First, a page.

What do you work for?

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Had an interesting conversation with some friends recently and it got me thinking about what we work for.

In Western societies many of us work, in addition to money and sustenance, for self-actualisation (in a Maslowian sense).

Many of us pick work that is meaningful to us and which meets our aspirations. But many also toil away in work that has no significance beyond a steady paycheck.

In the past, for most of us, our toil was over by the time we had reached 40 years of age. As Hobbes said of life in his day: “the life of man, solitary, poor, nasty, brutish, and short”.

But for many of us life is no longer like that. Instead we face long lives of comfort and ease. And this very longevity calls us to a different approach to life. As C. S. Lewis noted: “How incessant and great are the ills with which a prolonged old age is replete.”

Since mere survival is not the only thing we face in modern society, it is worth questioning what we work for over the course of our life.

What regrets will we ponder as, in old age, we face the end of this life? What things should we do now to minimise those regrets?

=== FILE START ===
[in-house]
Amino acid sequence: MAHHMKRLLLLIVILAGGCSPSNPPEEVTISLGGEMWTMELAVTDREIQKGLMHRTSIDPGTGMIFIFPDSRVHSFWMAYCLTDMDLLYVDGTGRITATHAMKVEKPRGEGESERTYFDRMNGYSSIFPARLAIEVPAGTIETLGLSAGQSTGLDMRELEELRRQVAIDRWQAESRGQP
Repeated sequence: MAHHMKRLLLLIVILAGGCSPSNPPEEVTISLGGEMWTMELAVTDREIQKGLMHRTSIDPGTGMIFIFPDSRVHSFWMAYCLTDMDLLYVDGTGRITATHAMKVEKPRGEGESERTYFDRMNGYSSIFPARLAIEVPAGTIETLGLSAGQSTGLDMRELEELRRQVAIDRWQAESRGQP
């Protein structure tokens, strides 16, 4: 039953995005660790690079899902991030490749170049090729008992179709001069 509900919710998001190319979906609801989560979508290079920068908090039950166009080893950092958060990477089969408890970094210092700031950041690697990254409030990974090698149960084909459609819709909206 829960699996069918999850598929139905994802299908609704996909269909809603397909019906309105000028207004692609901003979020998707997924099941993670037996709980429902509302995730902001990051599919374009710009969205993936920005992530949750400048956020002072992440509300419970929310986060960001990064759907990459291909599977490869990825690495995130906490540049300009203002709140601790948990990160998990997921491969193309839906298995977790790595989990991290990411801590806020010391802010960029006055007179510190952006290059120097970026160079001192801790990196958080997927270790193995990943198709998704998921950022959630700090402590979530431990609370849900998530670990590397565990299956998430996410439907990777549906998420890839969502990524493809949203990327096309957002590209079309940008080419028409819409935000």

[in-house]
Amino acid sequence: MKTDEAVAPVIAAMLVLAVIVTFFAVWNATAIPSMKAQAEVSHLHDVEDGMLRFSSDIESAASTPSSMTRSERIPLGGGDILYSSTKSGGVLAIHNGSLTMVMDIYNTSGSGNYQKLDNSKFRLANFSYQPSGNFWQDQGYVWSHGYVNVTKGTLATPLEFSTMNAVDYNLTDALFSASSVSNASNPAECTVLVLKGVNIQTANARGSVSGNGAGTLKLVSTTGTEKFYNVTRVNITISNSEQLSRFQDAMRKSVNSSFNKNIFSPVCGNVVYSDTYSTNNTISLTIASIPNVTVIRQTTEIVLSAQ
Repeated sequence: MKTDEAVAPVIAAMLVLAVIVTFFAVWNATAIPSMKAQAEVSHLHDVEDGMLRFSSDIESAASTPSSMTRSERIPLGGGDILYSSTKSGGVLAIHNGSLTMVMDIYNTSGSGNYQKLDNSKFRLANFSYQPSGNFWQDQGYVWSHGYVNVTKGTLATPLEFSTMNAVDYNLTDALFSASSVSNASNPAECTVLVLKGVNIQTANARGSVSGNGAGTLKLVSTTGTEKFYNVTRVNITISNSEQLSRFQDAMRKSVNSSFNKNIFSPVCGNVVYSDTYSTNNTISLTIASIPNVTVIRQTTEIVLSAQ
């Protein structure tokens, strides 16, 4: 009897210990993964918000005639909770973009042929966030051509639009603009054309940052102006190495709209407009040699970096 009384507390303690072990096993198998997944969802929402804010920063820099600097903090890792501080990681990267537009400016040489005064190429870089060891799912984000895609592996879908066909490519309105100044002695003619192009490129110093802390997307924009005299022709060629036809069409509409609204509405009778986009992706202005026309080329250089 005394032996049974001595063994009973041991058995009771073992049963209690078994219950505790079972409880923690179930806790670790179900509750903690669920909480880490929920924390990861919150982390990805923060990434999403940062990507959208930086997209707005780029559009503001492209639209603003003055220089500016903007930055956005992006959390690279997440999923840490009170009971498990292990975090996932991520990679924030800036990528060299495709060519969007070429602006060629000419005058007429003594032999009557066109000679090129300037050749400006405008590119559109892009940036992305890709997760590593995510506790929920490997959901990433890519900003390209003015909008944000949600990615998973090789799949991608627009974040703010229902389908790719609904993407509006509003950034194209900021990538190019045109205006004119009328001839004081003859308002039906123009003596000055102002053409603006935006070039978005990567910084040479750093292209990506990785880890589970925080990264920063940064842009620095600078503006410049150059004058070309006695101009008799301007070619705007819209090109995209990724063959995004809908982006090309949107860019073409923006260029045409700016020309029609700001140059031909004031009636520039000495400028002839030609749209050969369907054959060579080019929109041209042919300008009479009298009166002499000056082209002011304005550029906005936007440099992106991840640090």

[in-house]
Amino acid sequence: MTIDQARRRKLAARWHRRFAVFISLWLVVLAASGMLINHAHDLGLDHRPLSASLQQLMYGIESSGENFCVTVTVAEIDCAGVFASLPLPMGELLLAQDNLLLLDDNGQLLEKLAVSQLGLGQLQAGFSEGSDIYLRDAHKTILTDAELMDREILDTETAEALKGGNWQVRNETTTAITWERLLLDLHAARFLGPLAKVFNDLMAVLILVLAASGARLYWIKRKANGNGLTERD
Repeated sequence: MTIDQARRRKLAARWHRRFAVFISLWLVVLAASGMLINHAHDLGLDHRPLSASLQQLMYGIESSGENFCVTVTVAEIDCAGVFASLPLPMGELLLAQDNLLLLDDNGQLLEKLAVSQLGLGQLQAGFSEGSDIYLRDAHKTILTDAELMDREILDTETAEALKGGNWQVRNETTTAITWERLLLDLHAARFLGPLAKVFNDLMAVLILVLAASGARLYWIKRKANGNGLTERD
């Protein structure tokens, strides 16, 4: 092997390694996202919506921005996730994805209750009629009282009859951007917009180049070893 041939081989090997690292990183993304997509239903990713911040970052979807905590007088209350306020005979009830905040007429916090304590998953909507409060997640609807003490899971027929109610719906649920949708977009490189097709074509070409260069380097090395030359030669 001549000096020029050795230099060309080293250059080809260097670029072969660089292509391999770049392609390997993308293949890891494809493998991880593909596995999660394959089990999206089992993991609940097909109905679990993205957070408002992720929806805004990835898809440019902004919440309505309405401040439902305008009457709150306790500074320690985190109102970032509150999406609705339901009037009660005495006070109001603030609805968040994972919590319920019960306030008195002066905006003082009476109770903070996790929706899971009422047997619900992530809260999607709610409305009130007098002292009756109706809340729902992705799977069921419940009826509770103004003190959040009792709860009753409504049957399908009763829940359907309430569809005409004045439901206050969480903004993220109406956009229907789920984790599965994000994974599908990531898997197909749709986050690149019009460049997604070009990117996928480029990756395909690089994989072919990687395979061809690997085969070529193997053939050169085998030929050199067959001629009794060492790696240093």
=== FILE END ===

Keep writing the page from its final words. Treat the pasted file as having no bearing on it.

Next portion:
Will it be too much work that we regret? Will it be that we made too much money? Or will it be the human experiences of joy and sorrow that we missed, the relationships that slipped through our fingers while we toiled?

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One Reply to “What do you work for?”

  1. I’ve worked this out over the last 12 months, for myself anyway.

    I love people and being around those who I share history with or can make new history with. Since so much time is spent working, I choose to do something that makes me feel I have added to the world. My hobbies involve contributing to society or to my own mental and physical health.

    Every day I stop and take in every beautiful moment and the bad ones so that nothing is lost in the jetstream of life.

    It doesn’t matter what you do, as long as you take time to appreciate what it gives you.

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